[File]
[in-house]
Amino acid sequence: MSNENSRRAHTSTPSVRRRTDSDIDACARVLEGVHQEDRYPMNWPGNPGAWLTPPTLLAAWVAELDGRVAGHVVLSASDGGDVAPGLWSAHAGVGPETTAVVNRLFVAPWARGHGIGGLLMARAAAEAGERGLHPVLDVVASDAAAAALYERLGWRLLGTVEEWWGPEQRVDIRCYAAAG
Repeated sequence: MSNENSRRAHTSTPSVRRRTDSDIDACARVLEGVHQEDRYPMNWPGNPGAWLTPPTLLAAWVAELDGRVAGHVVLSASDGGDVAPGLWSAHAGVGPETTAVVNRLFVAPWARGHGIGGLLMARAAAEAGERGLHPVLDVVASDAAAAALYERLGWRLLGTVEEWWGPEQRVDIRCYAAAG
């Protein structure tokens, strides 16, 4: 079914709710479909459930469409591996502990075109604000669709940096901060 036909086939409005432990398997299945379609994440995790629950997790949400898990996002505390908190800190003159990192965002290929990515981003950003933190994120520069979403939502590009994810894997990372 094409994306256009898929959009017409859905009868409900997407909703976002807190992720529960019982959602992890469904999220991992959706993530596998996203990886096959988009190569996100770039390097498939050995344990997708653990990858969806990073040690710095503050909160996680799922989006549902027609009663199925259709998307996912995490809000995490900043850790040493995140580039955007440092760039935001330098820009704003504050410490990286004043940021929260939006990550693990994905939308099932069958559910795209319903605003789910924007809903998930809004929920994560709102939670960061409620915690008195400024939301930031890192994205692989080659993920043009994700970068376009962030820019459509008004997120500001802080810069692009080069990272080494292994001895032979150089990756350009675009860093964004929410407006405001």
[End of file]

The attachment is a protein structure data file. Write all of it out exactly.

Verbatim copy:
[in-house]
Amino acid sequence: MSNENSRRAHTSTPSVRRRTDSDIDACARVLEGVHQEDRYPMNWPGNPGAWLTPPTLLAAWVAELDGRVAGHVVLSASDGGDVAPGLWSAHAGVGPETTAVVNRLFVAPWARGHGIGGLLMARAAAEAGERGLHPVLDVVASDAAAAALYERLGWRLLGTVEEWWGPEQRVDIRCYAAAG
Repeated sequence: MSNENSRRAHTSTPSVRRRTDSDIDACARVLEGVHQEDRYPMNWPGNPGAWLTPPTLLAAWVAELDGRVAGHVVLSASDGGDVAPGLWSAHAGVGPETTAVVNRLFVAPWARGHGIGGLLMARAAAEAGERGLHPVLDVVASDAAAAALYERLGWRLLGTVEEWWGPEQRVDIRCYAAAG
């Protein structure tokens, strides 16, 4: 079914709710479909459930469409591996502990075109604000669709940096901060 036909086939409005432990398997299945379609994440995790629950997790949400898990996002505390908190800190003159990192965002290929990515981003950003933190994120520069979403939502590009994810894997990372 094409994306256009898929959009017409859905009868409900997407909703976002807190992720529960019982959602992890469904999220991992959706993530596998996203990886096959988009190569996100770039390097498939050995344990997708653990990858969806990073040690710095503050909160996680799922989006549902027609009663199925259709998307996912995490809000995490900043850790040493995140580039955007440092760039935001330098820009704003504050410490990286004043940021929260939006990550693990994905939308099932069958559910795209319903605003789910924007809903998930809004929920994560709102939670960061409620915690008195400024939301930031890192994205692989080659993920043009994700970068376009962030820019459509008004997120500001802080810069692009080069990272080494292994001895032979150089990756350009675009860093964004929410407006405001």